May 27 2014

Protect your pet from heat stroke

Here comes summer!… or at least we hope so. After such a long, cold winter and a slow spring, all of us surely are looking forward to the lazy hazy days of summer, even our pets.

It’s wonderful to spend time outside with our pets in the summer, but it is important to be aware of the health risks  that the heat can pose. Pets can be very prone to overheating and heat stroke, especially during activities.

The signs to watch for that indicates heat stroke include excessive panting, lethargy, stumbling and collapse. In severe cases, overheating can also cause organ damage, bleeding disorders and eventually death.

Always ensure your pets have access to fresh water and somewhere they can go to cool down as needed. Try to prevent them from over exerting themselves with activity, which especially important with some dogs that will do anything to chase a ball.  Try to coordinate activities with your pet at the cooler morning and evening times, not during the heat of the day

NEVER leave your pet in a car, even with the windows open. Temperatures can rise very quickly to life threatening levels. On a warm day, the temperature in a car can climb 50 degrees Fahrenheit in just 10 minutes! See what it feels like for your pet to be in a car with the windows cracked  in this YouTube video.[ytdi url=”” width=”560″ height=”315″ autoplay=”0″ rel=”0″ info=”0″ theme=”light”]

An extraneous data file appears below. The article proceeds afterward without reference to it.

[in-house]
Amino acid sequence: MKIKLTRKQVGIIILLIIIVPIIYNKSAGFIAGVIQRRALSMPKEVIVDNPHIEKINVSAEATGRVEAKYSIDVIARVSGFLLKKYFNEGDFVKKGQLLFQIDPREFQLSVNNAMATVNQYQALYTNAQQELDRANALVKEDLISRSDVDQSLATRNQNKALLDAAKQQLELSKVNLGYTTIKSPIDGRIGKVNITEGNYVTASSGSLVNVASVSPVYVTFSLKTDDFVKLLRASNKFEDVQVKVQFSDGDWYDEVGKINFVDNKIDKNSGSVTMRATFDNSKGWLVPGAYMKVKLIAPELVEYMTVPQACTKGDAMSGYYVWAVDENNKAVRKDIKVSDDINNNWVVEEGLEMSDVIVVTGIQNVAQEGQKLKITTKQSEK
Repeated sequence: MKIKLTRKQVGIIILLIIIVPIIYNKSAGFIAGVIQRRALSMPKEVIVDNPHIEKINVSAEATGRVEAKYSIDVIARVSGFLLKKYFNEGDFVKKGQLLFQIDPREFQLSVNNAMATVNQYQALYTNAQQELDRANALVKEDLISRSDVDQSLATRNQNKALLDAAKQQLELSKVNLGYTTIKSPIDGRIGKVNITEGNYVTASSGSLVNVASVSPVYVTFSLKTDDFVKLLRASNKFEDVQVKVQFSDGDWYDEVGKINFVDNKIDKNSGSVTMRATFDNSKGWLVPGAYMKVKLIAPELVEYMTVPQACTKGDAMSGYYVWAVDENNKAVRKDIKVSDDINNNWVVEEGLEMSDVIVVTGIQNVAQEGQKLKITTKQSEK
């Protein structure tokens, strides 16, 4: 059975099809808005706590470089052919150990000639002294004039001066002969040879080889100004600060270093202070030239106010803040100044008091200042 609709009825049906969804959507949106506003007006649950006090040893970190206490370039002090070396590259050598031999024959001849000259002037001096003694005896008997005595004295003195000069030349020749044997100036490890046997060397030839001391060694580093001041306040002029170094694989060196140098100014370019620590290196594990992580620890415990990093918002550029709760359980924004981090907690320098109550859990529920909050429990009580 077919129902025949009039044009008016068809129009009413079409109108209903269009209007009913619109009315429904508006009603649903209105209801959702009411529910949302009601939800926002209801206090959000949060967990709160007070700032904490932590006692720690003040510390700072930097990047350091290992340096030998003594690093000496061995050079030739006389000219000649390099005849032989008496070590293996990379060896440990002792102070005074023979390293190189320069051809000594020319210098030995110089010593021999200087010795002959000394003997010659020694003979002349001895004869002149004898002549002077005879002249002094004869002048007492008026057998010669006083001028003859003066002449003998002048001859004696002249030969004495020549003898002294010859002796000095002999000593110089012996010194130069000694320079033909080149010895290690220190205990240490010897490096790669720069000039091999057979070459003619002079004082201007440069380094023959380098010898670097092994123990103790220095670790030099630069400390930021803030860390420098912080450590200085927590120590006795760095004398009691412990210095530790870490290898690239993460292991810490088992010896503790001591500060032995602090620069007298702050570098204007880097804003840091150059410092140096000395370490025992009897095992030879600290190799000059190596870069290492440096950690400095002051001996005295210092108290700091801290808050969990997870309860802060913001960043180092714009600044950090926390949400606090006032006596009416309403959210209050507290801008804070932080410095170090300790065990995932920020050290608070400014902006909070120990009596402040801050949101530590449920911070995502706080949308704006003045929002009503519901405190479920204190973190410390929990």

Pets with heart or lung conditions, senior pets, and pets with more restricted airways (brachycephalic breeds such as pugs, shih tzus, bulldogs and Himalayan cats), should always be kept in cooler temperatures during the summer months.

It is important to keep longhaired dogs and cats free of mats as their coat acts as an insulated barrier to the heat if properly maintained. Some owners chose to shave down their pets for the summer months, but beware that pets can also get sun burnt like ourselves, so prevent spending time in the sun if they have skin exposure.

If you suspect your pet has overheated, please contact your veterinarian immediately. For more information, please visit the ASPCA site.

For many of us and our pets, summer didn’t come soon enough. Let’s make it fun, adventurous and above all safe for all.

tibetan terrier and fan

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